Ferrolier’s change to the Bavarian State Ballet went smoothly. It was her company of choice and she was offered a chance to join. “Some things in life are written down before” Ferrolier believes. “It’s not that I think fate will do it anyway. Nothing comes from nothing or happens as a matter of course. One has to make the effort. And one has to use the opportunity. Being at the right moment at the right place is important too. But I trust that certain developments are predetermined. Of course I’ve sometimes quarreled with, for example, a role I didn’t get. But in hindsight I’ve understood why it had been better that way.”
In Munich Ferrolier’s repertory widened. Everything fit perfectly together: the broader repertory was tempting, she got along well with Ivan Liška, the artistic director, and the Bavarian capital was and unvaryingly is a lovely place to live.
When asked which roles have been especially dear to her, Ferrolier didn’t need to think about it for long. It was Marguerite Gautier in John Neumeier’s Lady of the Camellias. The dancer meant to be her Armand got injured and so Lukáš Slavichý jumped in only few days prior to the performance. Liška and his wife, Colleen Scott, both from their own dancing experience thoroughly familiar with the piece, coached them.“ Lukáš and I established a fine stage partnership. The emotions one has to get across in this piece already lay dormant in both of us. We just had to track them, feel them out and give them to the audience.” Around fifty percent of working on a role goes into technique, the rest into plumbing the depth of the character, explained Ferrolier. “For Lady of the Camellias I read Dumas’s book, I observed colleagues in the role and I watched videos. Judith Turos’s interpretation was, for example, very special for me because of her integrity. Everything she did was real. I felt as if looking inside her soul. Strangely, I developed a lung disease during rehearsals. I was fit again at the day of the performance but coughing and gasping for breath came naturally to me onstage. I think I got ill because I had immersed myself so deeply into the role of Marguerite. But one cannot do this job half-heartedly. One has to take the risk and forget about preconceived limits.”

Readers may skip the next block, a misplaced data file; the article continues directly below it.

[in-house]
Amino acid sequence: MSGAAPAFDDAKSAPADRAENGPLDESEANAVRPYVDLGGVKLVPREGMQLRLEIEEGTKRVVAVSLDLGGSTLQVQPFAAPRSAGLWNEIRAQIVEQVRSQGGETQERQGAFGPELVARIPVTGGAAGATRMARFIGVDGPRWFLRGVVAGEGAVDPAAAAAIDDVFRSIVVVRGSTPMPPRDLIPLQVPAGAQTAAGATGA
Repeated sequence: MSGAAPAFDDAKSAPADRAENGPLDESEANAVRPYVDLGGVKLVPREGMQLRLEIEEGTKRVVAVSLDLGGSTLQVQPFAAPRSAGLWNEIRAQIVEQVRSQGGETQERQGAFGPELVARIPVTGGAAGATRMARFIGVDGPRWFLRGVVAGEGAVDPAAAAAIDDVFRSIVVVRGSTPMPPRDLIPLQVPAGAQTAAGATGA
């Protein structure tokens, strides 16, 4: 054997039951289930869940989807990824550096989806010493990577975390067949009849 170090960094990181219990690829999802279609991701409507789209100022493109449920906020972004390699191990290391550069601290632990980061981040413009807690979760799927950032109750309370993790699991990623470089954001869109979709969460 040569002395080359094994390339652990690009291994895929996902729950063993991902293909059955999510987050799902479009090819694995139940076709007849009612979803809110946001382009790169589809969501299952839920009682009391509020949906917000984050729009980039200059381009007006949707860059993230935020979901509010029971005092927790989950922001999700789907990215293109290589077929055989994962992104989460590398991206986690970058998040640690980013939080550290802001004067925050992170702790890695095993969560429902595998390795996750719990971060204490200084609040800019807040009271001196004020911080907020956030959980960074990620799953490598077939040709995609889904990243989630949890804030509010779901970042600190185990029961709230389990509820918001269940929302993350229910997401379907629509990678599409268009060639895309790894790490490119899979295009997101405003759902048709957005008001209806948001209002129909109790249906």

I saw Ferrolier last season in Pina Bausch’s For the Children of Yesterday, Today and Tomorrow. She depicted facets of several types of women. In one scene she was carefree and playful like a child, imagining getting countless hugs and kisses, then, in the following scene, she was a magnetic vamp in a sexy black dress. “In Pina Bausch’s piece I tapped own experiences, even when it came to the speaking parts. Everything was already inside me, I just had to pick it up.” And the stupendous femininity she radiated? “Well, maybe that’s because I was the oldest on stage. And the dress helped too. But, yes, I have that feminine side.”
Compared to the boisterous, bubbly girl she had been, Ferrolier seems to have become a quite calm person. “I have become calmer as I got older”, she said. “But I still have that trait. I have a favor for funny roles.” In spring Christopher Wheeldon’s Alice in Wonderland will receive its premiere in Munich. “I’d love to do the Queen of Hearts. It has so much witty acting. And I’m tall, what I think fits to the role.”